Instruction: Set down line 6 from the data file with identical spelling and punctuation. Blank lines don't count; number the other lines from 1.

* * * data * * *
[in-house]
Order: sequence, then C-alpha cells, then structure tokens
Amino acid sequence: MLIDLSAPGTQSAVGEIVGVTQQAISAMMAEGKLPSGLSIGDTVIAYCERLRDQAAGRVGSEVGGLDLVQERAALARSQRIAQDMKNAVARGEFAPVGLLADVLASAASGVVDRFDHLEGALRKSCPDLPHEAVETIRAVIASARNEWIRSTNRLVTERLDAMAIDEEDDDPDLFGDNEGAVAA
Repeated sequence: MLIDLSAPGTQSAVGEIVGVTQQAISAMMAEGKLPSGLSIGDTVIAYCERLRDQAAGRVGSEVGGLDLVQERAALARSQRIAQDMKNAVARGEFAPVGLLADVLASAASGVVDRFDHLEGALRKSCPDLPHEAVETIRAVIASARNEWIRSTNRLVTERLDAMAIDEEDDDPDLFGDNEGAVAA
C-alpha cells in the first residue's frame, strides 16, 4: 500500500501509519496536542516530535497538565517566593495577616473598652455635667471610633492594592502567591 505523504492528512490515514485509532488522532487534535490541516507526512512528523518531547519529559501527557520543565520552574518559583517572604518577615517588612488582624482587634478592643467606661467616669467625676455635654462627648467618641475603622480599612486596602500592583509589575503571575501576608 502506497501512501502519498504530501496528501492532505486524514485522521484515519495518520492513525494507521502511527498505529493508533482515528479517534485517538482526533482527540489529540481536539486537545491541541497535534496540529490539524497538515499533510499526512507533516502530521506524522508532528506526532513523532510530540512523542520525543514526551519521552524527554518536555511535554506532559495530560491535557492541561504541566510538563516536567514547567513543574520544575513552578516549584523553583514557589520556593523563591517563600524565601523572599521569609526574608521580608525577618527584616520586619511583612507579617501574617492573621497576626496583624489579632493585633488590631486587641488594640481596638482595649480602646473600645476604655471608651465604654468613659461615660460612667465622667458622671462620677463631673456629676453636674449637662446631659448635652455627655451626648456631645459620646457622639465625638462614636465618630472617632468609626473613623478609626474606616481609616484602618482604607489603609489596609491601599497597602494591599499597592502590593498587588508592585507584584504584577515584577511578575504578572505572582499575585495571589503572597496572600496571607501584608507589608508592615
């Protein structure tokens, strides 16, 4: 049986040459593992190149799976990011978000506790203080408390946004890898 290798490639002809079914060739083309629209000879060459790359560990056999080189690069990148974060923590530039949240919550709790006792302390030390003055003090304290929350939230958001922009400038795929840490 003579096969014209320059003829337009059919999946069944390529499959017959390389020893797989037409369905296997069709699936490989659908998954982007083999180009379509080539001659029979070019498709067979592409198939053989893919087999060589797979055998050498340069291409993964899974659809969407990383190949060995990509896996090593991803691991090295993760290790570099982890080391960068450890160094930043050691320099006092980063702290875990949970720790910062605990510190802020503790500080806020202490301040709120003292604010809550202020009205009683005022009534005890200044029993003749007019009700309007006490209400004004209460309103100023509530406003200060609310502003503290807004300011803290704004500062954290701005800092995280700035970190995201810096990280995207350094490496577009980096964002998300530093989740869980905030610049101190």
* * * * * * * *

């Protein structure tokens, strides 16, 4: 049986040459593992190149799976990011978000506790203080408390946004890898 290798490639002809079914060739083309629209000879060459790359560990056999080189690069990148974060923590530039949240919550709790006792302390030390003055003090304290929350939230958001922009400038795929840490 003579096969014209320059003829337009059919999946069944390529499959017959390389020893797989037409369905296997069709699936490989659908998954982007083999180009379509080539001659029979070019498709067979592409198939053989893919087999060589797979055998050498340069291409993964899974659809969407990383190949060995990509896996090593991803691991090295993760290790570099982890080391960068450890160094930043050691320099006092980063702290875990949970720790910062605990510190802020503790500080806020202490301040709120003292604010809550202020009205009683005022009534005890200044029993003749007019009700309007006490209400004004209460309103100023509530406003200060609310502003503290807004300011803290704004500062954290701005800092995280700035970190995201810096990280995207350094490496577009980096964002998300530093989740869980905030610049101190």